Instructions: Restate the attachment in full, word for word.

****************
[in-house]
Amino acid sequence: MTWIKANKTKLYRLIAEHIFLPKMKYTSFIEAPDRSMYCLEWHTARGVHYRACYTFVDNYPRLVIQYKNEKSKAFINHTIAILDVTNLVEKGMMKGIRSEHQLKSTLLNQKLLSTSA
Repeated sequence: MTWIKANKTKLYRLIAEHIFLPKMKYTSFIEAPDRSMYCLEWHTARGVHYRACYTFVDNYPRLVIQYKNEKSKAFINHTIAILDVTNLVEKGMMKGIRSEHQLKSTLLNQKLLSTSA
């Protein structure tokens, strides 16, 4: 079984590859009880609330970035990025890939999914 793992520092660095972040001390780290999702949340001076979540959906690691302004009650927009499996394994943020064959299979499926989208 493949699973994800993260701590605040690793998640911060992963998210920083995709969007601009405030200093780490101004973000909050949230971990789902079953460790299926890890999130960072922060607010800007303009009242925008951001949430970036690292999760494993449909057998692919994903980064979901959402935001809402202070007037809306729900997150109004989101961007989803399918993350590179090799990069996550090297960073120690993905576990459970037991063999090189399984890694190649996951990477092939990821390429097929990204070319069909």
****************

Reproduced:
[in-house]
Amino acid sequence: MTWIKANKTKLYRLIAEHIFLPKMKYTSFIEAPDRSMYCLEWHTARGVHYRACYTFVDNYPRLVIQYKNEKSKAFINHTIAILDVTNLVEKGMMKGIRSEHQLKSTLLNQKLLSTSA
Repeated sequence: MTWIKANKTKLYRLIAEHIFLPKMKYTSFIEAPDRSMYCLEWHTARGVHYRACYTFVDNYPRLVIQYKNEKSKAFINHTIAILDVTNLVEKGMMKGIRSEHQLKSTLLNQKLLSTSA
């Protein structure tokens, strides 16, 4: 079984590859009880609330970035990025890939999914 793992520092660095972040001390780290999702949340001076979540959906690691302004009650927009499996394994943020064959299979499926989208 493949699973994800993260701590605040690793998640911060992963998210920083995709969007601009405030200093780490101004973000909050949230971990789902079953460790299926890890999130960072922060607010800007303009009242925008951001949430970036690292999760494993449909057998692919994903980064979901959402935001809402202070007037809306729900997150109004989101961007989803399918993350590179090799990069996550090297960073120690993905576990459970037991063999090189399984890694190649996951990477092939990821390429097929990204070319069909």